Review: Sherlock Holmes

· Joanthan Poritsky

![]( content/uploads/2009/12/sherlock_holmes_warner_bros_pictures_2.jpg)In case your great aunt’s fruitcake wasn’t stale enough this holiday season (as stale as fruitcake jokes, perhaps?), head to the theater where you can get an eyeful of the same-old-same-old in Guy Ritchie’s unbearably boring Sherlock Holmes. The title character, a literary invention of Sir Arthur Conan Doyle, is one of the few who is yet to find a modern home on the silver screen as the decade of franchises comes to a close. Having seen Superman, Spiderman, James Bond and the Star Trek crew get a bigscreen reboot in the aughts, the next ten years will be dominated by bottom of the barrel heroes who have had a cultural (read: box office) impact in other generations. So before you line up in 2010 for Clash of the Titans, enter the good inspector Holmes and his devoted sidekick, Dr. Watson.

Though most fans will agree that the cadaverous Basil Rathbone’s portrayal of the master sleuth is the truest, it is difficult to deny that Robert Downey Jr. is more than adequately equipped to carry the torch. He certainly throws the kitchen sink at the role, though there isn’t much for the gifted thesp to work with. Penned by Michael Robert Johnson, Anthony Peckham and Simon Kinberg, this iteration of the Londoner gumshoe has little more than pecks to hang his hat on. Trained with the precision of a Kung Fu master, Holmes' newfound brutish strenghth may be the result of deductive reasoning, but he is a brute nonetheless. Planting blows where words fail him, this Holmes is more a man of action than any that came before him, which wouldn’t be such a bad thing if his intellect didn’t feel like such an afterthought.

Then there is Mr. Holmes’ devoted sidekick, Dr. Watson, here portrayed by Jude Law. The once sodden right arm of our hero has now come into his own, matching his partner wit for wit, blow for blow. Personally I’m glad to see Watson being used as more than a crumbcake sounding board, but the trouble is that he is too close to Holmes in every way. The skepticism and protestations are still there, but only glancingly. This Watson could go into private practice and he wouldn’t be missing much.

Instead of calling into question the culture of homophobia that pervades action cinema (a la Casino Royale), Mr. Ritchie takes the opposite route and just makes fun of the co-dependent crime solvers. Sure, each has a skirt to chase after in the film, but when push comes to shove they always choose each other. I can almost hear the director nudging the ribs of adolescent boys ages 15-55, whispering, “Aren’t they so gay for each other? It’s okay to laugh.” What’s all the more annoying in all of this is that Holmes’ sexuality, gay straight or otherwise, is a completely missed opportunity here. Downey is Downey so he exudes a raw sensuality, but I would have preferred him to smolder. We are instead slogged through these goofy fits of wink-wink-nudge- nudge as he chases after an out-of place Rachel McAdams for no reason.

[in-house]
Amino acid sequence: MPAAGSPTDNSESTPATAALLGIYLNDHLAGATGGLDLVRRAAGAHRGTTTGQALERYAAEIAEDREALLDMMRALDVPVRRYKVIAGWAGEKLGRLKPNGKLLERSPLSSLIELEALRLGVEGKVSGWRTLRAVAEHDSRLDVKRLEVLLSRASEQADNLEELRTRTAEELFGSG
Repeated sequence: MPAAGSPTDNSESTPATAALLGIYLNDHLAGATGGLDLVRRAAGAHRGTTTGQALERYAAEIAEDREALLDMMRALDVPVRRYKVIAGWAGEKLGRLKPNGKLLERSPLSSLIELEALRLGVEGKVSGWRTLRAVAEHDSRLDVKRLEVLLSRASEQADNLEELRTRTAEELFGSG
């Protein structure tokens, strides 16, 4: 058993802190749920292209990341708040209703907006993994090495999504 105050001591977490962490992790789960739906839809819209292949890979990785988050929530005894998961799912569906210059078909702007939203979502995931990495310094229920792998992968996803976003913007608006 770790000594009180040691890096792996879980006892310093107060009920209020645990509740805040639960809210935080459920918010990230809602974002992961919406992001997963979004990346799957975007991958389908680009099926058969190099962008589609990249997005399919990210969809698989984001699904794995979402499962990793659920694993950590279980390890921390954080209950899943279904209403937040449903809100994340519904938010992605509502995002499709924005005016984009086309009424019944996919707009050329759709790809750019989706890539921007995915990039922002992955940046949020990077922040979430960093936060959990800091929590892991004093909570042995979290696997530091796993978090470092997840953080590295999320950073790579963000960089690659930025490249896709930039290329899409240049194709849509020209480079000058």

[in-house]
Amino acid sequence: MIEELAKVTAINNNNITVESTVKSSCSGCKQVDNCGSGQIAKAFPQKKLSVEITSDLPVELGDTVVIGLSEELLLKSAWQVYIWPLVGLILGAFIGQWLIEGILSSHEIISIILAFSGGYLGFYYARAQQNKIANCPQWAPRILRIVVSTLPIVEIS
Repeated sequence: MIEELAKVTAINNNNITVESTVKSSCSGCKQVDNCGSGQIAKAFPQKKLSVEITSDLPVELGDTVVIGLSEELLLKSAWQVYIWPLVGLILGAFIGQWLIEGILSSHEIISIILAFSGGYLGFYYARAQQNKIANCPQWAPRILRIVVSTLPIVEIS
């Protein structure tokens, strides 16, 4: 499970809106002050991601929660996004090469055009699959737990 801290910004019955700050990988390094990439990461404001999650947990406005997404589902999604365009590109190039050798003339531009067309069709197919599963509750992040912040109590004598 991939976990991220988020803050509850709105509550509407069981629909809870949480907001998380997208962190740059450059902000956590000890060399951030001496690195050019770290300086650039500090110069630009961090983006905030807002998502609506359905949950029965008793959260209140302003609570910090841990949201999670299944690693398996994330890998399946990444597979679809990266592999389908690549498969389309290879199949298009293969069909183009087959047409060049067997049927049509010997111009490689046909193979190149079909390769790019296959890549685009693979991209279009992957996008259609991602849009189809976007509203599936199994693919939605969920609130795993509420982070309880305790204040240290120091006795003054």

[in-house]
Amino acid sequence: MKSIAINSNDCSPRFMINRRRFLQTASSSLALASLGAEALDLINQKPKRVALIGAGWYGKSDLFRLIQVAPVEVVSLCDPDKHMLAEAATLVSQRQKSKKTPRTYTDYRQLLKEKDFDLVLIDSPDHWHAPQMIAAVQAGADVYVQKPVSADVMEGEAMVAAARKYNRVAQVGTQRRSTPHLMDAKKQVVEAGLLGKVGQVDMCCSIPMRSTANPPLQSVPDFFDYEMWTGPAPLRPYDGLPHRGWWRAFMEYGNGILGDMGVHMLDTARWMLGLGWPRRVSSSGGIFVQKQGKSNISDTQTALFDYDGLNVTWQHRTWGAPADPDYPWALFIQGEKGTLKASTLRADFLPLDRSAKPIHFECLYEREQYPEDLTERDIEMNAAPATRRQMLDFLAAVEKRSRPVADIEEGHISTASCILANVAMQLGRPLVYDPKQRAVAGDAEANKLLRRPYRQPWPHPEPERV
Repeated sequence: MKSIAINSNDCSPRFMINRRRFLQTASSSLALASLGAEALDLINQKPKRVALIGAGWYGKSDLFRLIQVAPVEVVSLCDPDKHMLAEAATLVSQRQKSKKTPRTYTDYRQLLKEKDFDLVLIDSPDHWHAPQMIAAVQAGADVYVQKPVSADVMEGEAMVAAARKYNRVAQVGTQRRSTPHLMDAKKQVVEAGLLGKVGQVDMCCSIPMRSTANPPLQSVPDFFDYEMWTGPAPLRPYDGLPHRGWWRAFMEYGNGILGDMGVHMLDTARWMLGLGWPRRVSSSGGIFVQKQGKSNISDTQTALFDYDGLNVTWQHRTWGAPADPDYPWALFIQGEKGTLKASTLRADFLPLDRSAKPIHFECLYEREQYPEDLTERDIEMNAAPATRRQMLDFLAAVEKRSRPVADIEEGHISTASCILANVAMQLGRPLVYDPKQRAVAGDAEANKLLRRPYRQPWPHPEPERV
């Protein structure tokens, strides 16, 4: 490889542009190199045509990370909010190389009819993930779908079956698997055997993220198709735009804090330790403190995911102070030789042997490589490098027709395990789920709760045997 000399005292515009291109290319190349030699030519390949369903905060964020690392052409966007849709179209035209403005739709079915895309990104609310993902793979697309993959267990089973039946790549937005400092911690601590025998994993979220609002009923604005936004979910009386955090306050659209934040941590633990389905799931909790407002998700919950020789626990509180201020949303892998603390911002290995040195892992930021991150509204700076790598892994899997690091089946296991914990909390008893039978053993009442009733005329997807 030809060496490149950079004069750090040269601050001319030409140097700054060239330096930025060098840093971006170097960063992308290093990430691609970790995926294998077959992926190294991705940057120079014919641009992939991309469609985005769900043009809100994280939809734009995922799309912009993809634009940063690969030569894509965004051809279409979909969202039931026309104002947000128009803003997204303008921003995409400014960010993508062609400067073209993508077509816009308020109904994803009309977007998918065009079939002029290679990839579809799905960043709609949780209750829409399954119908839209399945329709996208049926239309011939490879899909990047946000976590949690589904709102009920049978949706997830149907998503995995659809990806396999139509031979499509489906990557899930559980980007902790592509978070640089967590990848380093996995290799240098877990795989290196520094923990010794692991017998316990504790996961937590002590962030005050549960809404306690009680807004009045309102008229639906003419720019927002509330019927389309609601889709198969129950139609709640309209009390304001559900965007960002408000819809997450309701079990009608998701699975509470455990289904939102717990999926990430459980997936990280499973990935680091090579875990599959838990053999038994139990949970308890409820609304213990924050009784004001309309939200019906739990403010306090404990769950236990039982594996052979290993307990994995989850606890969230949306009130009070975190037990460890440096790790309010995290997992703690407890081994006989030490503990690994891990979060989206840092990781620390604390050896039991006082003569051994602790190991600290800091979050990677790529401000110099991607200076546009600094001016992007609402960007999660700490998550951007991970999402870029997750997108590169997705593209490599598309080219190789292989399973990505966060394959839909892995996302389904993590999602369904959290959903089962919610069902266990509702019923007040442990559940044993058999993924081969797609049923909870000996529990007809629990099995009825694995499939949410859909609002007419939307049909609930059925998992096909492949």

Plot? Psht, don’t worry about plot here. Some jerk is trying to take over England or the world or something. Had the studio come to me in advance I could have advised they keep the nefariousness to a minimum and build character. Perhaps a serial killer would have been nice, but instead we have a fabulous magician (Mark Strong) leading a pack of fabulous Britons to some kind of fabulous display of, uh, manhood?

Finally, the visuals. The film is nothing if not stylized. Fashioned after a newspaper of the day, the colors are awash and some kind of muck sits between us and the film onscreen. It’s something between _Harry Potter _and 300. In an effort to bring us back to merry old London, Mr. Ritchie and cinematographer Phillippe Rousselot have filled the screen with digitally enhanced everything, which is certainly one way to go, though not one I enjoy sitting through. Sometimes it works, sometimes not so much.

Any time a character is brought to a new generation, there are undoubtedly changes that will appease new audiences and frustrate traditionalists. That Sherlock Holmes is now in his second century of pop relevance is no small feat, and the truth is that this film has sealed the interest of the next generation of filmgoers and readers. There is no doubt that we will see more of these films in years to come. One can only hope that whoever makes the next films will bring the character out of the slump this film represents; there isn’t anywhere to go but up.